Here's a worthy cause for today, though: Update Your Parents' Browser Day.
The Atlantic's Alexis Madrigal came up with it as a constructive pasttime for the day after Thanksgiving, when many folks are visiting their folks at home.
If you can't persuade your parents to drop Internet Explorer 6 because YouTube will stop working, "wait until they slip into a tryptophan-induced coma and then sneak into the den," Madrigal suggests.
I'd throw protection against security vulnerabilities into the upgrade argument, too--there's a time and a place for scare tactics, and browser upgrades is one of them. And I'd also advise sticking around to make sure your parents are comfortable with any user-interface changes.
My own personal motivation is a lot more carrot than stick, though. Using old browsers sucks up Web developers' time as they struggle with compatibility issues, and it keeps them from adding useful features that can make Web sites more polished and responsive. And if you want to observe family traditions by playing the guilt card on your parents, you can say that people who use new browsers are indirectly hurt by those who use old browsers.
The event has drawn support from Microsoft and Google's influential search exec, Matt Cutts. They're preaching to the choir, though--my guess is that anybody who reads Windows and IE blogs or follows a prominent Googler on Twitter already has a newer browser. If you're a member of that choir, go bring the modern-browser gospel to your parents.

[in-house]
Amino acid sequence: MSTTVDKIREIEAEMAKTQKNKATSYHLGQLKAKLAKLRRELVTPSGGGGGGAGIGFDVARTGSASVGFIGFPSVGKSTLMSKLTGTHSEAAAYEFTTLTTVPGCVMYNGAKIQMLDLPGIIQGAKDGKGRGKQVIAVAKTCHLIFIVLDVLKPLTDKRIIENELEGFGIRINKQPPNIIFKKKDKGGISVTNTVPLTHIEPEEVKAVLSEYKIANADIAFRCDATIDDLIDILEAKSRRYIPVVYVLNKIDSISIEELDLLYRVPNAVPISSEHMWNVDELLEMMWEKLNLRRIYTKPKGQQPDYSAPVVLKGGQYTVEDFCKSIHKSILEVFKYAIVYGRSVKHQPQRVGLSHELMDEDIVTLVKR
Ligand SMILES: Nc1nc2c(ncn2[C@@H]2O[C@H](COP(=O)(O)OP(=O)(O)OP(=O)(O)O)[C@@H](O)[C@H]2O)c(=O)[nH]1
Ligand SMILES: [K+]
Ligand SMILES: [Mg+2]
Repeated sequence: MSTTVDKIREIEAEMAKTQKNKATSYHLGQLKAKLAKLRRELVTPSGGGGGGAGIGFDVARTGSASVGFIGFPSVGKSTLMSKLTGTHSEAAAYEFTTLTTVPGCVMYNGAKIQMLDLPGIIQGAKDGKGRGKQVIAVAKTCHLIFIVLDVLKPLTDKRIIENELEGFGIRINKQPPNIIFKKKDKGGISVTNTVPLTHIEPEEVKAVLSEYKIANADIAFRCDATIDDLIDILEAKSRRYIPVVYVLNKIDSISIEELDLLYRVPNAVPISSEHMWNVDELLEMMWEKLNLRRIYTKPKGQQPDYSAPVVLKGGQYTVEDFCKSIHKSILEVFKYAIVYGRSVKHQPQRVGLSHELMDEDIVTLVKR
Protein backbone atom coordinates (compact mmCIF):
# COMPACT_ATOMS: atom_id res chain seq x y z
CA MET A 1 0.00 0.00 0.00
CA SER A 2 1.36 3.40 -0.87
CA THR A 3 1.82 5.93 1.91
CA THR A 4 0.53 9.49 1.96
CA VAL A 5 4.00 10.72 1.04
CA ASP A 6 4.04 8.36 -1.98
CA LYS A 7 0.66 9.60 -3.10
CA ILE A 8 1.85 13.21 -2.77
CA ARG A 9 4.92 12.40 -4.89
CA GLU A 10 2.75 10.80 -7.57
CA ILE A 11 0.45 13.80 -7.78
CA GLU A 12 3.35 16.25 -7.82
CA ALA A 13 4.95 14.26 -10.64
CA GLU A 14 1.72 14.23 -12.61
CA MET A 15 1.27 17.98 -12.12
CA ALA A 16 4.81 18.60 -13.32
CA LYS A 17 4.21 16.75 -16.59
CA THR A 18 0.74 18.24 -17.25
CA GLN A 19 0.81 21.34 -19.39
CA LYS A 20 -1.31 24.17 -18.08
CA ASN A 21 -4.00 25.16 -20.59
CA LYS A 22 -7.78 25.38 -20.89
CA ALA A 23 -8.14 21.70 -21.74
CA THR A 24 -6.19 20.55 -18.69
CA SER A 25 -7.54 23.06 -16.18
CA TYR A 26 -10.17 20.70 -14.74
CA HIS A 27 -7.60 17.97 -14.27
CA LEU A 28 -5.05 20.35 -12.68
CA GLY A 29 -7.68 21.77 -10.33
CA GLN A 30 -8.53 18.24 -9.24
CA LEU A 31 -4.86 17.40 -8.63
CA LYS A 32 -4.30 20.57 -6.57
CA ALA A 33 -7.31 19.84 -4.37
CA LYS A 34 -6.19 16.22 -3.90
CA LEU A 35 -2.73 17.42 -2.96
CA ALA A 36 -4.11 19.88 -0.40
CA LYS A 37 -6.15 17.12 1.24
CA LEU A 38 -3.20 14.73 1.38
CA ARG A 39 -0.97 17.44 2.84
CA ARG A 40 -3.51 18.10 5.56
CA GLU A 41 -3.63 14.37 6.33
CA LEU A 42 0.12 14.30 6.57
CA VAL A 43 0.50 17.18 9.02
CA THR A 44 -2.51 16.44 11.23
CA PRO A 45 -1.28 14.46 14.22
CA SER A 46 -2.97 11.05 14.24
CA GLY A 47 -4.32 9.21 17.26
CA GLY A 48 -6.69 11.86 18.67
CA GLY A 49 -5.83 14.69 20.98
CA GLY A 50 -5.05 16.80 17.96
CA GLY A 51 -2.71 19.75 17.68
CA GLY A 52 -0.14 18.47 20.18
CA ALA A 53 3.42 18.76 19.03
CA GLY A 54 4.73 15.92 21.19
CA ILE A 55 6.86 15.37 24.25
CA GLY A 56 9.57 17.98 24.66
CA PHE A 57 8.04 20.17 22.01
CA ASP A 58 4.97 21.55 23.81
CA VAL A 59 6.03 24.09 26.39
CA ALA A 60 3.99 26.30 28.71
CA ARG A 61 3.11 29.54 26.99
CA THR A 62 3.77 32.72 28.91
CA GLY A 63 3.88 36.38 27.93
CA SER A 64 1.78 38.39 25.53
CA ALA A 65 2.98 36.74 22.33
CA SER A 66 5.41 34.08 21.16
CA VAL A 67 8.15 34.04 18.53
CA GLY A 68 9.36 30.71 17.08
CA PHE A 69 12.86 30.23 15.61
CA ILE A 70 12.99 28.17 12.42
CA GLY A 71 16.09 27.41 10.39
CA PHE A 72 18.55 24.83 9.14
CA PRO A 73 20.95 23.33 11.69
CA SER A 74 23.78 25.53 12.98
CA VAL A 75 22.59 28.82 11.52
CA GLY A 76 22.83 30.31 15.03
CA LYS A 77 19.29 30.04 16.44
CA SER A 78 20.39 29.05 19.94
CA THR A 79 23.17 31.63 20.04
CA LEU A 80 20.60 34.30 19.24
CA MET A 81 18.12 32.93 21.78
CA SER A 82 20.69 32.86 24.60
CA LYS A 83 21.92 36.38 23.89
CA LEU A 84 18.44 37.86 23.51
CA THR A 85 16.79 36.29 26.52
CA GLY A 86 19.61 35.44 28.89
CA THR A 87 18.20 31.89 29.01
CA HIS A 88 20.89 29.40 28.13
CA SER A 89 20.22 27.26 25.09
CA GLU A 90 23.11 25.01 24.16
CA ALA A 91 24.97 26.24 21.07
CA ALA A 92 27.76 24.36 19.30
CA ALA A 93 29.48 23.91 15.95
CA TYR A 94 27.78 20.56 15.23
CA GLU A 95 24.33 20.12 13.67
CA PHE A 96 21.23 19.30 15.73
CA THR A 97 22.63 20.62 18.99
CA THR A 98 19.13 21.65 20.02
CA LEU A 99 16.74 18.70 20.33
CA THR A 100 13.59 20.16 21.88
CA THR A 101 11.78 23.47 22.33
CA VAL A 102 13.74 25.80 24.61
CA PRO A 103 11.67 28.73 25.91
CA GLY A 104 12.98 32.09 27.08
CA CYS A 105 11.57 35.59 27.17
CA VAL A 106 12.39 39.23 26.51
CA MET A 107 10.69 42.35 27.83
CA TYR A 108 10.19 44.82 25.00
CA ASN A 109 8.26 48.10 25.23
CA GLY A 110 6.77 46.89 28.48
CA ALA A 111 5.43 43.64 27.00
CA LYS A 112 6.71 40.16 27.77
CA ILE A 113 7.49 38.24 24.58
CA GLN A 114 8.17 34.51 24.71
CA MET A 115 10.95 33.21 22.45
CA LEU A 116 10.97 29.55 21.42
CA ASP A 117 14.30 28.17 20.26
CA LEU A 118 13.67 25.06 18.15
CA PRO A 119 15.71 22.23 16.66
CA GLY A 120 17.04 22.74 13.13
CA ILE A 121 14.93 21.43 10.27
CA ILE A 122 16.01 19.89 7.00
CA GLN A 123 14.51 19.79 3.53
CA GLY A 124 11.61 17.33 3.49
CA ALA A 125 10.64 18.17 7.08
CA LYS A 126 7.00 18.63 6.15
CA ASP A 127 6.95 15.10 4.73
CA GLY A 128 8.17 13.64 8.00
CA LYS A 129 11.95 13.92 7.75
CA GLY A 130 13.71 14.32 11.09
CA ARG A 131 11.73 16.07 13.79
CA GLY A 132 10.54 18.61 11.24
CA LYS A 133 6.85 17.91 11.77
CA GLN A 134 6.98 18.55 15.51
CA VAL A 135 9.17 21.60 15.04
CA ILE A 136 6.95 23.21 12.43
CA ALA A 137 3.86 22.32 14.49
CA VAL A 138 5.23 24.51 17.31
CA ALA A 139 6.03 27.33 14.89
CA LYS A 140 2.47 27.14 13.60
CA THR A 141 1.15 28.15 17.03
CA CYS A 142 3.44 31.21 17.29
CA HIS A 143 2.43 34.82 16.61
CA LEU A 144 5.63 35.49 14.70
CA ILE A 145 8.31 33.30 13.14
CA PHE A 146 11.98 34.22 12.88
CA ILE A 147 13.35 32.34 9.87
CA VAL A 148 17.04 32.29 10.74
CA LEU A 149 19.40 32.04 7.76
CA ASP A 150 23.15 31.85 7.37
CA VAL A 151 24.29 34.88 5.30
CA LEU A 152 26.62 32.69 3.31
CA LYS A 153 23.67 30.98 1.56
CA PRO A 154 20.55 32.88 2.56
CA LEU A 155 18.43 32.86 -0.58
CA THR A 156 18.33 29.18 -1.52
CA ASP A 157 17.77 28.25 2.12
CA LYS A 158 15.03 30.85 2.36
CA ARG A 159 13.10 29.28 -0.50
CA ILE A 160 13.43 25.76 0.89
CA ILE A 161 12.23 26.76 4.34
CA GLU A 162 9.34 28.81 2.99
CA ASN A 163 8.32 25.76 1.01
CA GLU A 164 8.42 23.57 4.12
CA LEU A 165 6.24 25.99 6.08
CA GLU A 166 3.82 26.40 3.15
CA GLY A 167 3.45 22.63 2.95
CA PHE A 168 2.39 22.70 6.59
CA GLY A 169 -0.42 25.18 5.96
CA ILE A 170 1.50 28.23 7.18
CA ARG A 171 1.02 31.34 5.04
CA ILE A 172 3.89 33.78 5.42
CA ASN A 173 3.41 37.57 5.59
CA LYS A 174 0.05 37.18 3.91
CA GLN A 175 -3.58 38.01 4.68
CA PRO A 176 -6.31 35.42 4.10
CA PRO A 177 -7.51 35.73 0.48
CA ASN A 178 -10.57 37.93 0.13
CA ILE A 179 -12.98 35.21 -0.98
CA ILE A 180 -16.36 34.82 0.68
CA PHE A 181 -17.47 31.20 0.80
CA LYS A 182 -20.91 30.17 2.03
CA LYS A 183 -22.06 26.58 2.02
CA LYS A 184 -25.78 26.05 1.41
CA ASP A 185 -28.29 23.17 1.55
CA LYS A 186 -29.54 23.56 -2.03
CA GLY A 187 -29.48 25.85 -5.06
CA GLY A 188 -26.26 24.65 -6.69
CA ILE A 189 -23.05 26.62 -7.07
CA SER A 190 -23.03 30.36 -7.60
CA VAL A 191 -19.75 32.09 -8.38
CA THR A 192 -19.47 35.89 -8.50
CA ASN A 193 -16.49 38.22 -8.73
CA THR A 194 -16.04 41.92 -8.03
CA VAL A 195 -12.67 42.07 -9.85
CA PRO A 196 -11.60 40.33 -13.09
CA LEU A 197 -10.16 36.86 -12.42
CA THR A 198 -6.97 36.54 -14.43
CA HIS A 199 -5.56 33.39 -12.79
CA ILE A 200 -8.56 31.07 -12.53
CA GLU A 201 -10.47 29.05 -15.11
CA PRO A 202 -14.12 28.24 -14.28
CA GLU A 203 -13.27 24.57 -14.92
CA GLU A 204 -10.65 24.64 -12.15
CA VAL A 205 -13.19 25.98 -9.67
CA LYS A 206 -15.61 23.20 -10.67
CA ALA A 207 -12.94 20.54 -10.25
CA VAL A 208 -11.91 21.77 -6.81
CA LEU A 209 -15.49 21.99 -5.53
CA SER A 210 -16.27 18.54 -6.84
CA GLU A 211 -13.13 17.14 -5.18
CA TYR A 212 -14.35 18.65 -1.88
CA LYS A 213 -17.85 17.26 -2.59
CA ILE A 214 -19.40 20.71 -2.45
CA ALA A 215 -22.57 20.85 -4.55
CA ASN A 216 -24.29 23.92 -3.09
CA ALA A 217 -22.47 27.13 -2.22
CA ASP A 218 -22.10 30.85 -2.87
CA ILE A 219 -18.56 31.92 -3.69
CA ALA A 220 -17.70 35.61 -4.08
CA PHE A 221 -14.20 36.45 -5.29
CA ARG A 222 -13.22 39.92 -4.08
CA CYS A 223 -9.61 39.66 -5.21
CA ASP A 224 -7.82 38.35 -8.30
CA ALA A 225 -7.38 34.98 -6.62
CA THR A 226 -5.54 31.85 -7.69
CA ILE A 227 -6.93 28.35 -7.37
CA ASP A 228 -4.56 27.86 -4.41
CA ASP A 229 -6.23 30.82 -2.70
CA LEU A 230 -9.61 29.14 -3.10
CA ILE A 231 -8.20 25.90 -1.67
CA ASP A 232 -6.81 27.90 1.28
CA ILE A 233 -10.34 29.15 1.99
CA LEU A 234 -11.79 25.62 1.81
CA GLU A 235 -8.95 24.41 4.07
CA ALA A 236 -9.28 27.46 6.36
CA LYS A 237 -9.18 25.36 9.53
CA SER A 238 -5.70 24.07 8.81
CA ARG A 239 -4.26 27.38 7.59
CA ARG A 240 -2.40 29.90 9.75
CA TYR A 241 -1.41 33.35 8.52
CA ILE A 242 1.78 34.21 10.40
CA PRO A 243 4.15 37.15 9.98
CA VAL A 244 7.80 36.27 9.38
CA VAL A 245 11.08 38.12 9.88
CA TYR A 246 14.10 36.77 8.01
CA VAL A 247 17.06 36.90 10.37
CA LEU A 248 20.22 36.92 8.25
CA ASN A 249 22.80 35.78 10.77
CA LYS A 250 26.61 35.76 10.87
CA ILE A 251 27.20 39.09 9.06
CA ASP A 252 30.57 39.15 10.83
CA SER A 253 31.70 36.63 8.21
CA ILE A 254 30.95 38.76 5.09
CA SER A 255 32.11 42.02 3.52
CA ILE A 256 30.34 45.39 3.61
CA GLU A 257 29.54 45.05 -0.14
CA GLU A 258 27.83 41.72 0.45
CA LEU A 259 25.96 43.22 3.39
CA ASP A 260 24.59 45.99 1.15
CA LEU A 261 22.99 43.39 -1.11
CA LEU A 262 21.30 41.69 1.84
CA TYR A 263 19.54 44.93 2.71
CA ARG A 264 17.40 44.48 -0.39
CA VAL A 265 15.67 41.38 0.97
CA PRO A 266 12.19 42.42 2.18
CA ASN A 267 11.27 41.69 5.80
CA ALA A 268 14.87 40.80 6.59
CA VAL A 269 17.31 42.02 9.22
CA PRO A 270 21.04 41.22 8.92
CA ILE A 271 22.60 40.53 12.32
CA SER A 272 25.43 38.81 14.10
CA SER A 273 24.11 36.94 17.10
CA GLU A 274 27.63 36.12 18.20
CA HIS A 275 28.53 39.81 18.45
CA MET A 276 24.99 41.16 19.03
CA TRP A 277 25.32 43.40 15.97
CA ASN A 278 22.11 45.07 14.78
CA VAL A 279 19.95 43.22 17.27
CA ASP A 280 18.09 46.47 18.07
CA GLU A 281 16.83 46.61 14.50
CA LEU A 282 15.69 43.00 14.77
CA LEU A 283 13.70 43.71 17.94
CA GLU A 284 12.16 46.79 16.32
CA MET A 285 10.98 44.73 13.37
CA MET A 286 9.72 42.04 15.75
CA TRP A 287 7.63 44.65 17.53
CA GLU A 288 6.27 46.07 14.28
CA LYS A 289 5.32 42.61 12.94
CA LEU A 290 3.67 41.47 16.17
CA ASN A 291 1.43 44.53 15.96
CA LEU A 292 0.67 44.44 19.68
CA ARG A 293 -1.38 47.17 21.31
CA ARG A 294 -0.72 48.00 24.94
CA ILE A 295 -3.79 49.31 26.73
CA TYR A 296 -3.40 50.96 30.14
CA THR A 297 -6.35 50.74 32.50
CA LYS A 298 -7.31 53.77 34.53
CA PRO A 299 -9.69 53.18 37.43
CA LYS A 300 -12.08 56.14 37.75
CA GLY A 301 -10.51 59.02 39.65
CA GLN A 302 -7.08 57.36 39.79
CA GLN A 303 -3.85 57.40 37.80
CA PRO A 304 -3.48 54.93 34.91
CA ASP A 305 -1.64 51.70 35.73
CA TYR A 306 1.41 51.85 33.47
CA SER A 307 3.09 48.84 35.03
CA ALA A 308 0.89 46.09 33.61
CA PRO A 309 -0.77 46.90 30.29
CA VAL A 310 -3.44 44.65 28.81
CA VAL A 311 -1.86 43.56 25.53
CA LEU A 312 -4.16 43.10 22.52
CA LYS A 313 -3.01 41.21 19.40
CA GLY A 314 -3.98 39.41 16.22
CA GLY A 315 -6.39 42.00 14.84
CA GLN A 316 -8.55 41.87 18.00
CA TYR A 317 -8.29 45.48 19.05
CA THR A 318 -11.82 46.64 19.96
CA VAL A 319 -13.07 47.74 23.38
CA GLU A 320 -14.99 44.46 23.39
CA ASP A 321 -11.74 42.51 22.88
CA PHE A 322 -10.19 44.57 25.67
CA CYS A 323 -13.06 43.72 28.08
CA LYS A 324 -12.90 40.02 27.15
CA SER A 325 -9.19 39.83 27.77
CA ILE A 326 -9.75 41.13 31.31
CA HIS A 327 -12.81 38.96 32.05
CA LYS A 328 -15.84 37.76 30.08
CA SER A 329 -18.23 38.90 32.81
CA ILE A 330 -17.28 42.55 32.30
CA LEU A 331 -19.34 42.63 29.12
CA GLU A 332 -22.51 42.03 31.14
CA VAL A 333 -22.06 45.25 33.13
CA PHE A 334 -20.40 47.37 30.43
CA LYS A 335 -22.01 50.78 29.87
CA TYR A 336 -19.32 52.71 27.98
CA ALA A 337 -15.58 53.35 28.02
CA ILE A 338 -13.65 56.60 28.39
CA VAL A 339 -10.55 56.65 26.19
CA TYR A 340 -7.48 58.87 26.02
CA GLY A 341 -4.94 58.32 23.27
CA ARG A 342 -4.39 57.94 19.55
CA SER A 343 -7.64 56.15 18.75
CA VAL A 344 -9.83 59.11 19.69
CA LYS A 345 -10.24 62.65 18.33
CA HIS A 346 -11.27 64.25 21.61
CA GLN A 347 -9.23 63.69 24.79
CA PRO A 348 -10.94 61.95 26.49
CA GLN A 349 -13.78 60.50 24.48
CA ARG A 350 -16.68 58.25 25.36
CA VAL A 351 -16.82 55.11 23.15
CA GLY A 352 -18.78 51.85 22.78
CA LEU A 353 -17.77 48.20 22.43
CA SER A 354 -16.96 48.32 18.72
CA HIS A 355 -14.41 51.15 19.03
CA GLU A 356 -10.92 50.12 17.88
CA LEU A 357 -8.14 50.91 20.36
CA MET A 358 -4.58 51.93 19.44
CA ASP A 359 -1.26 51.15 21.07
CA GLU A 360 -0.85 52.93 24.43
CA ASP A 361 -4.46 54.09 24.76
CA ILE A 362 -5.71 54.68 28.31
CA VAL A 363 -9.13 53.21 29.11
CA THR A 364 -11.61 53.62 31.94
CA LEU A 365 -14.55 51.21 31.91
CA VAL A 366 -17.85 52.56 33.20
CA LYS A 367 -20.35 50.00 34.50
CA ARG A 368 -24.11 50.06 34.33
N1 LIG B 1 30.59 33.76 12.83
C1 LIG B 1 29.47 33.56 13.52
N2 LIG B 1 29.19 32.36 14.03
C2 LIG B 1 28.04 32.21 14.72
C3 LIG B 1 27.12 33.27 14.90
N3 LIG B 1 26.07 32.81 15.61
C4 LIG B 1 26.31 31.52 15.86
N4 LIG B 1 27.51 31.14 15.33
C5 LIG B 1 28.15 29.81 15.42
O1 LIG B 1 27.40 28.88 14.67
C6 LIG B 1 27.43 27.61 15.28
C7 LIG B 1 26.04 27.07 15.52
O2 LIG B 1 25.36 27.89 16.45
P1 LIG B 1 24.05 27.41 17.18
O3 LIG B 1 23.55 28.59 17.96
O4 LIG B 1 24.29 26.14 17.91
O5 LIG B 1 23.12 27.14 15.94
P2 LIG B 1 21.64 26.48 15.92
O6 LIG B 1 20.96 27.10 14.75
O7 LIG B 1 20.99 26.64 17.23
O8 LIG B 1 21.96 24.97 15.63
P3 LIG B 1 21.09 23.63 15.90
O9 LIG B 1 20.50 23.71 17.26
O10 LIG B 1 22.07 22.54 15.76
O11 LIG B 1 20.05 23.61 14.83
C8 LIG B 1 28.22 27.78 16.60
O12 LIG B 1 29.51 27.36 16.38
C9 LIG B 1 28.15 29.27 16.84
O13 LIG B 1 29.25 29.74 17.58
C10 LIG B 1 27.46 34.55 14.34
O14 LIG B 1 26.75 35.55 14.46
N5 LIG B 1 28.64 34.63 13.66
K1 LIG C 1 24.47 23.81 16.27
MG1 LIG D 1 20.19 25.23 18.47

Wisely, Madrigal also recommends not switching browser brands on your parents. Of course, that means all those Windows XP users with IE will only get as far as clunky old IE8, since Microsoft chose to make Windows Vista or Windows 7 as a requirement for the speedier and more modern IE9. But even IE8 is a big step up from IE6.
Though it's now a decade old, IE6 still accounts for 7.86 percent of global browser usage, according to Net Applications' data. Even Microsoft is trying to get people to upgrade off IE6 now.
Unfortunately, , countries that don't observe Thanksgiving. Fortunately, filial piety holds that it's always a good idea to take care of your parents.
One of the big reasons IE6 remains popular is that it's used in corporations that are reluctant to switch for reasons such as internal Web site compatibility or IT staff constraints.
Cajoling your parents may be hard, but getting corporate computer support staffs to budge is a lot harder. Nevertheless, I have a suggested addition to Madrigal's idea.
When any of you still saddled with IE6 gets back to work on Monday, observe Beg Your CIO to Upgrade the Company's Browser Day.